Everyone wants to have a beautifully decorated home, and there is no better way to achieve this than with creative arrangements of flowers. How could we ever possibly achieve this level of artistry ourselves, though? The skills necessary to decorate with a professional-level style must require professional training, we might think. Well, not necessarily. There are established rules in interior design just as there are in other industries. All you need to do is familiarize yourself with them.
The 10 principles of floral design
The 10 principles of floral design that you’ll need to learn before you head out to the flower shop are the following:
Any aesthetic project involves principles of balance. What this means is that you want to create your arrangements in such a way that there is equal weight on opposite sides of them. No display should give the appearance of falling over because this will detract from the satisfied feeling that viewers are meant to get when they look at it. Lopsided arrangements relay a sense of uneasiness.
In the same way that your arrangements should be balanced horizontally, they should also be balanced vertically. What this means is that there should be a clearly stable base to any given arrangement. Even if flowers are somehow put together in such a way as to magically balance them on a narrow base, this goes against the principles of aesthetics because, as with the principle of balance, it exudes a sense of instability.
Overall, there should be a balanced sense of proportion to your arrangements. This does not mean that all flowers should be exactly the same size, but the different sizes should complement one another in an aesthetically pleasing manner.
In addition to the parameters of the arrangement itself, there is also a principle of scale regarding the relative size and placement of the arrangement to the place where it is put.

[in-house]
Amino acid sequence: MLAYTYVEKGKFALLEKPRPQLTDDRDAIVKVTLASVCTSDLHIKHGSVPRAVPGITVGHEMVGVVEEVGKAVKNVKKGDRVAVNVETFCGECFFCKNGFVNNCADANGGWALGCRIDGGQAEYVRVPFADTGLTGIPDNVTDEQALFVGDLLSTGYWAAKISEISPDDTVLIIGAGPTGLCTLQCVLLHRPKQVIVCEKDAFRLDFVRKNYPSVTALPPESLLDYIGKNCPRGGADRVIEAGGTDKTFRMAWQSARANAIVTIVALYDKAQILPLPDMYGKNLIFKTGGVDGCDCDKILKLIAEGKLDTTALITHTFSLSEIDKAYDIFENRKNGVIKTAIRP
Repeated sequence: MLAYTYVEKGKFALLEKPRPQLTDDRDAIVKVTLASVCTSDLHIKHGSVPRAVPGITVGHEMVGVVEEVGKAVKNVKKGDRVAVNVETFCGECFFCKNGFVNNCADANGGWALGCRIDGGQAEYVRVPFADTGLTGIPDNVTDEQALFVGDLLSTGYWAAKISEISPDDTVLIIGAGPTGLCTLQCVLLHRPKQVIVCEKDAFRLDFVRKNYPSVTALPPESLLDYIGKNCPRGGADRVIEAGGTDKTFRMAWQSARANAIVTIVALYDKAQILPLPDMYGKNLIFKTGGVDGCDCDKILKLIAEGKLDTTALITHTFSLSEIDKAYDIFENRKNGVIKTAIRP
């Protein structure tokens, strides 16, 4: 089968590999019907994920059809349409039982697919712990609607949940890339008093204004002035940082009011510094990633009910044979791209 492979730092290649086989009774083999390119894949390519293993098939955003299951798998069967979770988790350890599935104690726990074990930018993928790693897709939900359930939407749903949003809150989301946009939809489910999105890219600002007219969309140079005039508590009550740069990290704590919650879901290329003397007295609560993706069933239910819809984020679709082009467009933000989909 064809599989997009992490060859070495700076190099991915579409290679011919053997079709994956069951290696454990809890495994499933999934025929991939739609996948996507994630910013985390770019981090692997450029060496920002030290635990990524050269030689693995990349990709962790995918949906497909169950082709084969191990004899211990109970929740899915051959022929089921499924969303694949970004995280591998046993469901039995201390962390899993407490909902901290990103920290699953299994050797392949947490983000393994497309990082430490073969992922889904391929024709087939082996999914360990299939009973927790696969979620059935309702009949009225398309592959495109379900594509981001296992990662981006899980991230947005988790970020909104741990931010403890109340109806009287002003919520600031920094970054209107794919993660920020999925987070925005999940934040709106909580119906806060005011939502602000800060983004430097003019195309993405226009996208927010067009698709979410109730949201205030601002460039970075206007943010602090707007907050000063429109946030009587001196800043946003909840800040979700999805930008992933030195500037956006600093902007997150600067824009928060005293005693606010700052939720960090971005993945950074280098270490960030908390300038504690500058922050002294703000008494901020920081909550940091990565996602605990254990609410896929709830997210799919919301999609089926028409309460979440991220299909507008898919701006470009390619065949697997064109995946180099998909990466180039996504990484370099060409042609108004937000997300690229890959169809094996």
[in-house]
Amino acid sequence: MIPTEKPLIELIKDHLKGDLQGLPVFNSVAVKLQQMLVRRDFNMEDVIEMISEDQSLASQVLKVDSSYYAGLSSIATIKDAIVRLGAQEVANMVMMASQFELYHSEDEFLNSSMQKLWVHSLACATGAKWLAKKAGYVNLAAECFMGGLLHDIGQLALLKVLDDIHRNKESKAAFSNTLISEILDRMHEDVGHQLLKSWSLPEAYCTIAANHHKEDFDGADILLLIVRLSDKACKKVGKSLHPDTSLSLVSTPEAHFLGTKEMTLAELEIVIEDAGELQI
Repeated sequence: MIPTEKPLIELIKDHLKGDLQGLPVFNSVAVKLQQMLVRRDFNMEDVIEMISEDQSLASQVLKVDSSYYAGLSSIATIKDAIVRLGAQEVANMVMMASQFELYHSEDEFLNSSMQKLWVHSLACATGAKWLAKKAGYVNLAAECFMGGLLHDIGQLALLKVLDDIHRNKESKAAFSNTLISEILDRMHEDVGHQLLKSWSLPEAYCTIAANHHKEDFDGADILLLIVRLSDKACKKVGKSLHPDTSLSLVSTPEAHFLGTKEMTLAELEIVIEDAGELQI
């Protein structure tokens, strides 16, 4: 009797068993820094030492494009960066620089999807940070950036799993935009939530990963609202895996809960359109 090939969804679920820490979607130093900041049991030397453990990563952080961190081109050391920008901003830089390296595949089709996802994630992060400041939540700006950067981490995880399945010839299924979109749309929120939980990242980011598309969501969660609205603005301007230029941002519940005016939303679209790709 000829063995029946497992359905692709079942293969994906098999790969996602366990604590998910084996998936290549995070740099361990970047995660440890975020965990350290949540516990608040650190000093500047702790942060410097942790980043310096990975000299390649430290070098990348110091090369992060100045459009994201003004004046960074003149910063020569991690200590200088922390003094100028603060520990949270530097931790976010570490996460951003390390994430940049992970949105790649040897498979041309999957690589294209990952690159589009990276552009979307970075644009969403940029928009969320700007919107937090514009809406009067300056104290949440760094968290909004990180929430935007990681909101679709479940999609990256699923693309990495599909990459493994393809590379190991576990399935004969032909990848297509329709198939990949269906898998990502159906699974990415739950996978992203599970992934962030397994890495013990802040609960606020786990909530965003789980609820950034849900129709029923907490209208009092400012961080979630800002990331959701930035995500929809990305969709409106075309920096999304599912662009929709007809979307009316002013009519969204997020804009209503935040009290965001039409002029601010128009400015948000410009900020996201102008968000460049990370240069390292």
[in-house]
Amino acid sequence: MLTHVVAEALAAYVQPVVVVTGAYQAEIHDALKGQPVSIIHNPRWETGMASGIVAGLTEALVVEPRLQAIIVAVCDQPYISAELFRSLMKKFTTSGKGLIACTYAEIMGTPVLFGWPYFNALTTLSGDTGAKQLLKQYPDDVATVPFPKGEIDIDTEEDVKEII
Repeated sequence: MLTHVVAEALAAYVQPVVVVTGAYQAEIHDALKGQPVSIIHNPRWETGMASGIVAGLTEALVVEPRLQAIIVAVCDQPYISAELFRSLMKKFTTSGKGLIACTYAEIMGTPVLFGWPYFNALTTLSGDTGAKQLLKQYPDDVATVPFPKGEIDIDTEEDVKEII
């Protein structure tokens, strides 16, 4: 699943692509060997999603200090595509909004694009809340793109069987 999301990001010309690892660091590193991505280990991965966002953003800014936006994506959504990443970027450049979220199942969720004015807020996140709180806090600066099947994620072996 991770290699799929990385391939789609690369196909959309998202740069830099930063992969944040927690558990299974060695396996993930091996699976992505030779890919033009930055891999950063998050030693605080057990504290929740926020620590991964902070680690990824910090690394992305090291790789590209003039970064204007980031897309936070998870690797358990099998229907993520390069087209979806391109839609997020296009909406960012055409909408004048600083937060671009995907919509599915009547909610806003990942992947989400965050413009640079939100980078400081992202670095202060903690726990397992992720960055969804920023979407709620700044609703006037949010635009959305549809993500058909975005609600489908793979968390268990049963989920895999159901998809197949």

Your arrangement should be placed correctly with regard to its most aesthetic side radially. In other words, the most beautiful flowers in any given bunch should not be facing a wall, but rather turned around to where they will be most visible.
Just as in musical rhythms, aesthetic rhythms involve a measured distribution of large, small, and different types of flowers within a given arrangement.
If you want an arrangement to exude primarily one shade more than others, you should incorporate that shade in a disproportionately large amount in relation to the others. If you want to create a “red” look, for example, you should disperse large amounts of red throughout your arrangement with smaller amounts of complementary colors in between.
Contrast refers to the varying shapes, textures, and sizes that go into your arrangements. There should be an adequate level of contrast to create an aesthetically balanced piece.
9. Focal point
There should also be a distinct focal point to any given arrangement. It should be in the center of the piece and is often in the lower half.
10. Visual weight
Visual weight refers to the proportion of light versus dark colors in any given arrangement. What your visual weight is will be determined by the mood you are trying to create.
Try out different combinations and see where you end up
If you’ve got a particular room that you want to decorate, try experimenting with different contrasting colors, types, and combinations to see which ones you like best. There isn’t one single flower arrangement that will suit any given room, so you should have fun with the process and see what moods your creations bring about.